Ghoonghat: The 'pride' of Haryana? Government faces flakLast updated on Jun 28, 2017, 08:28 pm
The Haryana government has landed in a controversy. Krishi Samvad, a supplement of the government's monthly Haryana Samvad magazine, has published a questionable ad.
A photo of a veiled woman is captioned thus: "Ghoongat ki aan-baan, mara Haryana ki pehchaan" (The ghoonghat tradition is the identity of my Haryana).
Ironical, considering Manushi Chhillar from Haryana won the Miss India crown two days ago.
Apparently, ghoonghat is not even an Indian tradition
According to reports, 'ghoonghat pratha' is not even native to India. As folklore goes, the veil came when invaders like the Mughals and the British entered the country.
Originally, it was meant to ensure safety of women, which became a tradition over time.
Though it has disappeared from most places, the tradition is still followed in many villages in northern and northwestern India.
What obstacle is a ghoonghat to these superwomen?
One of the many symbols of patriarchy, the ghoonghat hasn't been able to keep women chained. In Rajasthan's Bharatpur, women cover their faces dutifully in the presence of men.
These same women are involved in various kinds of work that contribute to the family income.
They also maintain the house and help in the fields. What can they not do even with their faces covered!
Lipstick under their ghoonghat
The meaning of the veil can differ even within one society. When a Gujjar woman goes to her new husband's home, she has to cover her face, or symbolically, her "sexuality".
But she can remove it without hesitation when she visits her parents: there's no questions raised on the "sexuality" of a married woman.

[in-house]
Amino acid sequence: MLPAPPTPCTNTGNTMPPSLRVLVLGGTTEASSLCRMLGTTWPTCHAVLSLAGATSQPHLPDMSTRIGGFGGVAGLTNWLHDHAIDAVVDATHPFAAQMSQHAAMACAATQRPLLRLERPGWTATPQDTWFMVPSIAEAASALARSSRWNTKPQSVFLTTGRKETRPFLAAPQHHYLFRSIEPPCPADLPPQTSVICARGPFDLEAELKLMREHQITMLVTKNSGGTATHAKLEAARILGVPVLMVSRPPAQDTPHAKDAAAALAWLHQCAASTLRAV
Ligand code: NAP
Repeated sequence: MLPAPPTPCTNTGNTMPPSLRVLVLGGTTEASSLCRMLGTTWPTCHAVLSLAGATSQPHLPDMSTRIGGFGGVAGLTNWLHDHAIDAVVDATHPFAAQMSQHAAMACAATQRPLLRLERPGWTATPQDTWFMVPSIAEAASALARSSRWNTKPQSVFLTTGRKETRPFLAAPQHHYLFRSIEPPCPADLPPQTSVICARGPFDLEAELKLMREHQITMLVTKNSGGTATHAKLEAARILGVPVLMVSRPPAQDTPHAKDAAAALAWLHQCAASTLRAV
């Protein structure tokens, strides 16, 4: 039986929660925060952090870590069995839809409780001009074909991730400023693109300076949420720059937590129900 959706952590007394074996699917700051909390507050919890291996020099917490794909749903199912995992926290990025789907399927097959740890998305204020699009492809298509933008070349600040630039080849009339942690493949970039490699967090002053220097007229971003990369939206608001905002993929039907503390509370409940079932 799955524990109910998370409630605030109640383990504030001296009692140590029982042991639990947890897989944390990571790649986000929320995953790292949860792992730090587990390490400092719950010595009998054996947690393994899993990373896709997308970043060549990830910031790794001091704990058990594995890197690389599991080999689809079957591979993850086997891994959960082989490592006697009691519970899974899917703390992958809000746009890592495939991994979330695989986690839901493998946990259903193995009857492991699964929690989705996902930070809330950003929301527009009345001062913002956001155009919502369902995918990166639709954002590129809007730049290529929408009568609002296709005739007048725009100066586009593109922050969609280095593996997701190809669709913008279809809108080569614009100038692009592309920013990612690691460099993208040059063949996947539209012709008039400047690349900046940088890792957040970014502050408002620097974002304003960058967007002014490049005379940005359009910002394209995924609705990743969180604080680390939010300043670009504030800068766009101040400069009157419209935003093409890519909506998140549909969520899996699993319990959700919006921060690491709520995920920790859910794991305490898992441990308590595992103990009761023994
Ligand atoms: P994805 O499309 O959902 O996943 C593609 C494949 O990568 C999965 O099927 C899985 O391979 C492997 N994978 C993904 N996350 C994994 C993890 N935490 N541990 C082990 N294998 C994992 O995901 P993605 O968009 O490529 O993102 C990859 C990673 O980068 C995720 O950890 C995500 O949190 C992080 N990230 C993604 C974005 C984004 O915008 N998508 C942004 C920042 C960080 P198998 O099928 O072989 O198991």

Ghoonghat - modesty in one place, promiscuity in another!
Coming back to Haryana, a land of dichotomies
Haryana's sex ratio is alarming (though it claims to have done better recently, with 950 girls). On one side, female foeticide is rampant, and on another, there's the Beti Bachao campaign.
But the state that considers the ghoonghat its 'identity' is the home of Geeta Phogat, India's first female Olympic wrestler. Sakshi Malik was the first Indian woman to win an Olympic medal in wrestling.
Not just celebs, ordinary women fighting against ghoonghat too
Last year in April, eight women in Faridabad took off their veils for the first time ever. One among them was Manju, a school teacher.
In November, she led women from 47 villages in a pledge to remove the veil.
In neighboring Dhauj, sarpanch Najma Khan was doing the same thing.
These were just some of the women revolting against the decades-old practice.
The very real dangers of the ghoonghat
One can't argue there are (many) disadvantages of wearing the ghoonghat. Most northern states experience blistering heat in the summer, and the veil on top doesn't help.
There have actually been accidents as women just can't see clearly. In one case, a newlywed in Uttar Pradesh's Rae Bareli fell into a well!
Election officials often face difficulties photographing these women with their faces invisible.
So why not stronger campaigns?
Efforts can be made to change the way the ghoonghat looks, but fact remains it is a symbol of oppression that most women in particular regions don't have a choice about.
However, in those places, there are other issues for women, often more severe: domestic violence, lack of education and healthcare, and more.
Women first need to be empowered to make their choice.